President Bola Tinubu has emphasised the importance of creating a sustainable environment for investment opportunities in Agriculture to achieve food security in the continent.
Tinubu said this at the High-Level Meeting on “Attracting investments in Land Restoration, Food Systems, and Rural Transformation in Africa”.
It was organised by the African Union Development Agency-New Partnership for Africa’s Development Nigeria on the sidelines of the 78th session of the UN General Assembly in New York.
The UN correspondent of the News Agency of Nigeria reports that the event was organised by AUDA-NEPAD Nigeria Secretariat in collaboration with its counterpart AUDA-NEPAD Continental.
The event was aimed at exploring innovation solutions, investment opportunities, and partnerships to enhance productivity, resilience, and sustainability in African agriculture, focusing on smallholder farmers.
Tinubu, who was represented by Sen. Abdulaziz Yar’dua, Chairman of, the Senate Committee on Nigerian Army, stressed the need for smallholder farmers in Nigeria and the continent at large to access financing to boost farming.
Tinubu also lamented the impact of poor governance and insecurity on agriculture in the continent.
“In Africa today one of the biggest factors inhibiting agricultural practices is the issue of poor governance by our fellow states, which has taken its toll on so many developments in Africa.
“It’s important to highlight this point because most of the inhibiting factors I believe are manifestations of this poor governance.
“This has led to conflicts and political instability in most of Africa or some of the African countries.
“These regions that are affected by these conflicts and political instability, of course, cannot be said to be able to have any agricultural activities, because this will disrupt it and it will lead to food insecurity,’’ he said.
According to him, the other critical factor is the issue of climate change, noting that Africa is highly vulnerable to climate change, as it brings unpredictable weather patterns, prolonged droughts and flooding.
“Other factors are land degradation and limited access to financing. If we look at some of the African countries, a case of Nigeria, the small rural farmers and farming communities in the rural areas do not have access to financing.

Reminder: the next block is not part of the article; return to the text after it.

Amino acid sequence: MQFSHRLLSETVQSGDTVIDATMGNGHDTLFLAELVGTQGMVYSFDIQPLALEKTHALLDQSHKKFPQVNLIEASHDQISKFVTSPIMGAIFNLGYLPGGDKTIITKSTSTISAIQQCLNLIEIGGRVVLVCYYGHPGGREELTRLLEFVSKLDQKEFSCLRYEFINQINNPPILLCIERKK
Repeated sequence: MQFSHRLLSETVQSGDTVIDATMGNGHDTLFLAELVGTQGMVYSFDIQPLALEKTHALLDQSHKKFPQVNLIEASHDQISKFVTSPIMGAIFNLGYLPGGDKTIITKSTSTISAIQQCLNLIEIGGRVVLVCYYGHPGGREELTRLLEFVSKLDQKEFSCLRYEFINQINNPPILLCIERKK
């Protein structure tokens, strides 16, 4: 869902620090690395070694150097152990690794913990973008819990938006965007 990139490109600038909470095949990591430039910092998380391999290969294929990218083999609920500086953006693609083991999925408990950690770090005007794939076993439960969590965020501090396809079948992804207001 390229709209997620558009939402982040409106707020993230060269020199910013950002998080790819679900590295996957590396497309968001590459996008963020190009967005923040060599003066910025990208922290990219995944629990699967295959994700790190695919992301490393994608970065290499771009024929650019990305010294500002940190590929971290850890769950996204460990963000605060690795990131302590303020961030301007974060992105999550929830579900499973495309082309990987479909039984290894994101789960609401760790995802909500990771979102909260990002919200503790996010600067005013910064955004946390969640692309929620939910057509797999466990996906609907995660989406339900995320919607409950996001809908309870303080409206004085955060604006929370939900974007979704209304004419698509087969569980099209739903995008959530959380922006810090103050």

“We have 774 local government areas in Nigeria and I think just a little over 300 of the local governments which you call counties here have bank branches.
“So even the financial institutions in Nigeria are not able to cover all the local government areas we have.
“So is quite difficult for the rural farmer who will have to travel sometimes one to 200 kilometres to be able to access finance. So, this is a very big problem.’’
The Nigerian leader, however, expressed optimism that the gathering would create an opportunity to brainstorm on ways to help rural communities and farmers get access to finance.
Another big issue, he said, was the issue of infrastructure gaps, noting that some of the rural farmers do not have good access roads to evacuate their produce to the markets.
“And technology of course is another factor. There is a need to have technology adoption which is limited in nature in most of the rural communities.
“Then we have the issue of policy and regulation by government. You have inconsistencies in policies and some of the African countries as it affects, land tenure, land reformation, and agriculture itself.
“We also have the issue of cumbersome regulatory processes, which can also include international finance institutions to come in and assist in agricultural production in most of the African countries.’’
Tinubu, however, said that those challenges could degrade and reduce agricultural practices, especially in most African countries and urged the participants to step up efforts to address them.
Similarly, Chief Executive Officer AUDA-NEPAD, Ms. Nardos Bekele-Thomas spoke on addressing some of the challenges by coordinating all the available resources in the continent.
According to her, coordination is critical and all the countries in Africa should work together, adding that working together will make a difference while fragmented effort will not help.
In addition, Bekele-Thomas said it was important to expand the economy through agriculture and remove restrictions to assessing financing for smallholder farmers.
“We need to put as many stakeholders in the economy, which means that we have to set the women and we have to empower them to be part of the transformation that takes place.
“All these require a judicious mix of inputs, ingredients that will go into each and thus, it’s not restoration. We need the resources; we need the human capital, we need the training, we need the capacity.
“We need institutions to get the same thing with food security, in terms of agricultural productivity and production.
“We need to put these ingredients and also the core value supply chain is critically important because we’re talking about the food systems.
“All these require whole collaborative efforts and everybody should be working toward to achieve that,’’ she said.